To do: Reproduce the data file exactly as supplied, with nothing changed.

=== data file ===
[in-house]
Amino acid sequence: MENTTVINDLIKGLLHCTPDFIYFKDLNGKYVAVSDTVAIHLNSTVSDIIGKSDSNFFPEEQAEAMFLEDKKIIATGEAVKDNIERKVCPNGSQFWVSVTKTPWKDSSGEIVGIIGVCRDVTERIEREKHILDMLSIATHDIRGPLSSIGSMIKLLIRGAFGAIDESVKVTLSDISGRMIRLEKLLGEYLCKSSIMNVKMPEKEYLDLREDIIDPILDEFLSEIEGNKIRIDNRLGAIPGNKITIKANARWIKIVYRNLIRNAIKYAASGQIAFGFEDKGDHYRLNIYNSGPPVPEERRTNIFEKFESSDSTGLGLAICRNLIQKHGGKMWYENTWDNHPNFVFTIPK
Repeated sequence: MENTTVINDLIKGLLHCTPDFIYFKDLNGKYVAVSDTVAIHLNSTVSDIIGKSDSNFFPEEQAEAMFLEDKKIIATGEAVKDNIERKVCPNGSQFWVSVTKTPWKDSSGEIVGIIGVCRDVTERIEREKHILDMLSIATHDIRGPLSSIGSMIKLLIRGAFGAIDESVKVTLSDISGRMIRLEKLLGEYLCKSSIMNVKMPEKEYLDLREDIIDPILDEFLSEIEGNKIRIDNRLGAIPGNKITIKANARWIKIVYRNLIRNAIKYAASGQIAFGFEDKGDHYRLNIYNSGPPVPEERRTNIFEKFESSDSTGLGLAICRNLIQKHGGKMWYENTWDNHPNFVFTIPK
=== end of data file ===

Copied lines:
[in-house]
Amino acid sequence: MENTTVINDLIKGLLHCTPDFIYFKDLNGKYVAVSDTVAIHLNSTVSDIIGKSDSNFFPEEQAEAMFLEDKKIIATGEAVKDNIERKVCPNGSQFWVSVTKTPWKDSSGEIVGIIGVCRDVTERIEREKHILDMLSIATHDIRGPLSSIGSMIKLLIRGAFGAIDESVKVTLSDISGRMIRLEKLLGEYLCKSSIMNVKMPEKEYLDLREDIIDPILDEFLSEIEGNKIRIDNRLGAIPGNKITIKANARWIKIVYRNLIRNAIKYAASGQIAFGFEDKGDHYRLNIYNSGPPVPEERRTNIFEKFESSDSTGLGLAICRNLIQKHGGKMWYENTWDNHPNFVFTIPK
Repeated sequence: MENTTVINDLIKGLLHCTPDFIYFKDLNGKYVAVSDTVAIHLNSTVSDIIGKSDSNFFPEEQAEAMFLEDKKIIATGEAVKDNIERKVCPNGSQFWVSVTKTPWKDSSGEIVGIIGVCRDVTERIEREKHILDMLSIATHDIRGPLSSIGSMIKLLIRGAFGAIDESVKVTLSDISGRMIRLEKLLGEYLCKSSIMNVKMPEKEYLDLREDIIDPILDEFLSEIEGNKIRIDNRLGAIPGNKITIKANARWIKIVYRNLIRNAIKYAASGQIAFGFEDKGDHYRLNIYNSGPPVPEERRTNIFEKFESSDSTGLGLAICRNLIQKHGGKMWYENTWDNHPNFVFTIPK